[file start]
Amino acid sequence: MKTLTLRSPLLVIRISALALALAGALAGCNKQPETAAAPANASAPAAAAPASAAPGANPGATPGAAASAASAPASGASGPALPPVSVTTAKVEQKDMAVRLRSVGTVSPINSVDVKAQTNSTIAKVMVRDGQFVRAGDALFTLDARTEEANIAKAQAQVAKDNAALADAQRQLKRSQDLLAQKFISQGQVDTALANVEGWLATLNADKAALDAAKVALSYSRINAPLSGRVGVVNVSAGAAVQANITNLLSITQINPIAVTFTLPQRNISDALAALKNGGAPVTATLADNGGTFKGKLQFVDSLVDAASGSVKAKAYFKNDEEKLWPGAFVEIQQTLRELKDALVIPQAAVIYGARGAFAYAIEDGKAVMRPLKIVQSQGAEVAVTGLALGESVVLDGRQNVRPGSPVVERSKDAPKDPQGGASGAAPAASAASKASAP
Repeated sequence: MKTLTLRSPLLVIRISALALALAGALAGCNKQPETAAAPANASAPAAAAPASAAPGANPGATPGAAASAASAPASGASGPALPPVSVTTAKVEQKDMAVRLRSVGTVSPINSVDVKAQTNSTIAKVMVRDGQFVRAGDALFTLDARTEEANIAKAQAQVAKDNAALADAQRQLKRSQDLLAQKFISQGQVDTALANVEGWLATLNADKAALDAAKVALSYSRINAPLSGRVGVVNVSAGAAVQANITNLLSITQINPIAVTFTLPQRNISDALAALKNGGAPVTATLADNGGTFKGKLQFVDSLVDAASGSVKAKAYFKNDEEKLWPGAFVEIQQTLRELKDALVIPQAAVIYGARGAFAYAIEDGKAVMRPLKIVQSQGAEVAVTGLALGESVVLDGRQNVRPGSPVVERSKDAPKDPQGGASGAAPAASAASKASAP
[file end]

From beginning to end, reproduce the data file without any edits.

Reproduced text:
Amino acid sequence: MKTLTLRSPLLVIRISALALALAGALAGCNKQPETAAAPANASAPAAAAPASAAPGANPGATPGAAASAASAPASGASGPALPPVSVTTAKVEQKDMAVRLRSVGTVSPINSVDVKAQTNSTIAKVMVRDGQFVRAGDALFTLDARTEEANIAKAQAQVAKDNAALADAQRQLKRSQDLLAQKFISQGQVDTALANVEGWLATLNADKAALDAAKVALSYSRINAPLSGRVGVVNVSAGAAVQANITNLLSITQINPIAVTFTLPQRNISDALAALKNGGAPVTATLADNGGTFKGKLQFVDSLVDAASGSVKAKAYFKNDEEKLWPGAFVEIQQTLRELKDALVIPQAAVIYGARGAFAYAIEDGKAVMRPLKIVQSQGAEVAVTGLALGESVVLDGRQNVRPGSPVVERSKDAPKDPQGGASGAAPAASAASKASAP
Repeated sequence: MKTLTLRSPLLVIRISALALALAGALAGCNKQPETAAAPANASAPAAAAPASAAPGANPGATPGAAASAASAPASGASGPALPPVSVTTAKVEQKDMAVRLRSVGTVSPINSVDVKAQTNSTIAKVMVRDGQFVRAGDALFTLDARTEEANIAKAQAQVAKDNAALADAQRQLKRSQDLLAQKFISQGQVDTALANVEGWLATLNADKAALDAAKVALSYSRINAPLSGRVGVVNVSAGAAVQANITNLLSITQINPIAVTFTLPQRNISDALAALKNGGAPVTATLADNGGTFKGKLQFVDSLVDAASGSVKAKAYFKNDEEKLWPGAFVEIQQTLRELKDALVIPQAAVIYGARGAFAYAIEDGKAVMRPLKIVQSQGAEVAVTGLALGESVVLDGRQNVRPGSPVVERSKDAPKDPQGGASGAAPAASAASKASAP